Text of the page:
How to tie your rope

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Do you know how to tie your rope? Don’t worry!
Tying a climbing rope is one of the easiest things to do as it involves simple procedures. I find it more interesting and enjoyable when tying ropes and I guess you too can find it the same. The importance of having prior knowledge of tying a rope is to help one in ensuring safety during a high altitude climbing as well as exercising the skill of rope tying. In ensuring that individuals know rope tying, this article helps in illustrating the steps and procedures followed during your rope tying activity.

To tie climbing ropes, you need to have a number of things. Some of the most important things to have in possession are:

  • Rope of required measurement
  • Climbing harness
  • Clove hitch

Depending on the climber’s selection and climbing events there are some alternative requirements such as anchors and loops. Anchors are important in providing anchorage to the tied rope so that it increases the strength of the climber tied rope for the events. Together with the mid-line loop, anchors they help in increasing the tensile strength as well as limiting the unnecessary accidents during the climbing event. Some rope tying procedures might require the use of two ropes to result in the desired design with is strong for heavier loads and weights of individuals.

There are different types of tying a rope depending on the climber’s choice. Some of the most important types of rope tying are figure 8 directional tie, alpine butterfly loop, and double overhand among others.

  1. Figure 8 directional tie

This method of rope tying helps in creating a loop for bearing loads while taking the strain in one direction making it a directional tie. The loop created in the middle helps in functioning as an indicator of load tightening that is to say it tightens with the amount of load. Tying a Figure 8 loop require first grabbing the one tail end of the rope let say like about one meter long then make a bite in the rope. Next is to take the end of the rope and wrap it around the bite. The same tail end after wrapping around the bite should pass through the bite hole. Lastly pull the tail ends all the way through and you will have got a Figure 8 directional rope tie as depicted in the figures below. This type of tie helps in the quick tying and is advantageous in taking a load in a one-directional manner.

For more details, watch the following video:

Figure 8 bend tie

An alternative to figure 8 directional tie involves two ropes tied to form a Figure 8 bend rope tying. This involves by first making a Figure 8 directional tie with one rope. Proceed with following the same path as the first one but in reverse with the remaining rope. You start towards the tail of the first tie and exiting with the standing rope end of the first Figure 8 directional tie. This alternative tie to the Figure 8 directional tie increases strength and safety due to the increase in a number of ropes. Most people prefer using this alternative due to its increase in load weight.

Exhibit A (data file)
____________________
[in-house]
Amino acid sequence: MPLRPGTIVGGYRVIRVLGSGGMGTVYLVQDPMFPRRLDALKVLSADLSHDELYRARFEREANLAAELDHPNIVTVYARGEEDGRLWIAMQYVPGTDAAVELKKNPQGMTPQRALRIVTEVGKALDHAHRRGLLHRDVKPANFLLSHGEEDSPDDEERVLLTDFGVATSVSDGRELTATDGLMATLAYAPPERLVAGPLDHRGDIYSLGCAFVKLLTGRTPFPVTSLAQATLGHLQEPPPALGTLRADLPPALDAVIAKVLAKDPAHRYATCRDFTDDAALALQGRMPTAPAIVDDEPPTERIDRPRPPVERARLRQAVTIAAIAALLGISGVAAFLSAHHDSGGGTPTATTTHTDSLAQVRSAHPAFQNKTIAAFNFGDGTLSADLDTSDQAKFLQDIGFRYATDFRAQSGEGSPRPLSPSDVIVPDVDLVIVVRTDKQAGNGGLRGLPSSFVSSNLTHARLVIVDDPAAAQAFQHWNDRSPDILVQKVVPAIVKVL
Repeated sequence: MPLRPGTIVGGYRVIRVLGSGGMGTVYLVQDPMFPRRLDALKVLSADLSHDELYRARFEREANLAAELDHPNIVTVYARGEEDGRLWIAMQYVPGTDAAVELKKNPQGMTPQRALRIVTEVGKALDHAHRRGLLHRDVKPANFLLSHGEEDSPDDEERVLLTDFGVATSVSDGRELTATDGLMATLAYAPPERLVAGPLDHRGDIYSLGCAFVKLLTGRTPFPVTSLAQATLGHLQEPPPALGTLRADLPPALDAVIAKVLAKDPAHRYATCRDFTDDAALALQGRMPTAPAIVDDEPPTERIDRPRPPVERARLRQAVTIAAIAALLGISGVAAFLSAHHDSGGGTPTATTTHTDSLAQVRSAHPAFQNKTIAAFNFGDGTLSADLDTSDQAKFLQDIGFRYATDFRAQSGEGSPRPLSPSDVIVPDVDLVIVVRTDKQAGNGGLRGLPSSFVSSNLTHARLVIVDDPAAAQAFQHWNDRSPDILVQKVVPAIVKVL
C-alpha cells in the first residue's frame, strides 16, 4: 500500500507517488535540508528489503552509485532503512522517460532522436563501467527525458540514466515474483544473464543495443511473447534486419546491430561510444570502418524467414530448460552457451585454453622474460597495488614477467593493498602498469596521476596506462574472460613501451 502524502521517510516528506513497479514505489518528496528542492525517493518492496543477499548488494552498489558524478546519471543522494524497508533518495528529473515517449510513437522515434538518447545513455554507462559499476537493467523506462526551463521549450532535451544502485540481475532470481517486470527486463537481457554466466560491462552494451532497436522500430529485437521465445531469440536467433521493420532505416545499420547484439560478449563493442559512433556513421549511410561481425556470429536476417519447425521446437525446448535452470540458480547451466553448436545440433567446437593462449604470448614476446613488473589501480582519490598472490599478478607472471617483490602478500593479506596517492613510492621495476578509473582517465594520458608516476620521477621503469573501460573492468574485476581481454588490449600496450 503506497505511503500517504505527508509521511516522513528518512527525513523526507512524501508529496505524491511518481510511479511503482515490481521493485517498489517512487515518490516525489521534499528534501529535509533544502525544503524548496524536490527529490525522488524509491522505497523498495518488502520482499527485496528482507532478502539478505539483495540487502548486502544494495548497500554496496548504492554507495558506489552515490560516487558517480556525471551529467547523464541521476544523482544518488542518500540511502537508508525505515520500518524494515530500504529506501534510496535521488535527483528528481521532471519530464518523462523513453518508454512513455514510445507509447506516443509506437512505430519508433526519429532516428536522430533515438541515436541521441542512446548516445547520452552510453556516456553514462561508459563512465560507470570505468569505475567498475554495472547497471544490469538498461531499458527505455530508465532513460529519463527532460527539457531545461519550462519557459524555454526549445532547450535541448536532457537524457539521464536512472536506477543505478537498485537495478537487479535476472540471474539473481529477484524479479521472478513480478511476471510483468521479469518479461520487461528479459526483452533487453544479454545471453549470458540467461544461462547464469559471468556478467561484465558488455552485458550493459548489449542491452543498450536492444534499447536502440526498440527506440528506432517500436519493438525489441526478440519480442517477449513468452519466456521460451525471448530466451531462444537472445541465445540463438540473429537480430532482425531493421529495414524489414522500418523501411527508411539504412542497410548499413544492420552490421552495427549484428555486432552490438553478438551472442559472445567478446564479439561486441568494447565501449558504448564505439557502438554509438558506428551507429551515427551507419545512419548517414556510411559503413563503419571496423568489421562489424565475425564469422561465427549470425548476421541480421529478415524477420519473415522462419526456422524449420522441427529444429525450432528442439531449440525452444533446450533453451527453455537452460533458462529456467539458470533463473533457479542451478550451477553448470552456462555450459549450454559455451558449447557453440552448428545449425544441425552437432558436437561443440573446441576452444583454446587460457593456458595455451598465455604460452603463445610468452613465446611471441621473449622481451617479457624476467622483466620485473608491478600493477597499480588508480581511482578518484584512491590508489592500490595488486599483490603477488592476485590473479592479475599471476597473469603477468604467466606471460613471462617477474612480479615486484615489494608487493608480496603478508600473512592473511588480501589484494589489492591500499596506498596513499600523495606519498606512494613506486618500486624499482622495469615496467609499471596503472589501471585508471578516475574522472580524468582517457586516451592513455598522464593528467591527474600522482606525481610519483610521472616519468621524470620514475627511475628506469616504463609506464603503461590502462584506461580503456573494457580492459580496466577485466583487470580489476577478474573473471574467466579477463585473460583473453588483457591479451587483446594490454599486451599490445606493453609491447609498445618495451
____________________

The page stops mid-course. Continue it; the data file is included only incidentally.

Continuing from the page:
You can see more at http://www.animatedknots.com/fig8join/index.php

  1. Alpine butterfly loop

This type of tie helps in enabling a climber in forming a secure loop in a loop without touching the ends. This tied rope can sustain a large amount of weight on both the loop and its ends.
There are some procedures to follow in tying alpine butterfly loop. First, it involves forming a hollow at the center of the rope. To create two loops, it is important to twist it twice. The one on top (loop) should be larger than the one below. Next step is bringing the large top loop over the bottom one making a fold at the joint of the two loops. By doing so, the bottom loop, therefore, becomes inside the first loop. Proceeding with the tie, take the most distant bottom loop edge made from the first loop and pass it through the smaller loop (second). Finally, tighten the rope by pulling the two loose ends away from each other, and the rope will be tied in an alpine butterfly knot.

You can see more at https://www.wikihow.com/Tie-an-Alpine-Butterfly-Knot

  1. Double overhand rope tie

This type of rope tie forms an excellent stopper knot at the end of the rope which increases safety while climbing. Tying a double overhand type is easy and involves the following procedures. First, it involves tying an overhand stopper at the end of the rope but making it albeit loose at the down knot. Following is passing the end of the rope line through the lope generated by a first overhand knot. Third, tighten the knot going down by sliding it into place leaving tail out at the end of the knot. The result will be a double overhand tie which is stronger and safe forhigh altitude climbing.

You can see more at https://www.netknots.com/rope_knots/double-overhand-stopper-knot

The general procedures for tying climbing ropes depict the following areas of concern. First, you need to understand the intended purpose of the result which is tied rope. You should know and understand the different types of rope tying such as the figure 8 directional tie, double overhand tie, and alpine butterfly tie among others.

Tying climbing ropes have been an easy task for me, and I know it will be an easy one for you after you get to read this article. I hope you find this article an important one for you when it comes to an understanding the ways of tying a rope using the above-discussed types. Knowing how to tie ropes beside those used for climbing and spying can help an individual in household applications.It is not just about climbing activities but also tying ropes for moving loads at home. The knowledge of rope tying is just as diverse as any knowledge an individual can apply in daily life. Try practicing, and you’ll be among the best when it comes to tying ropes.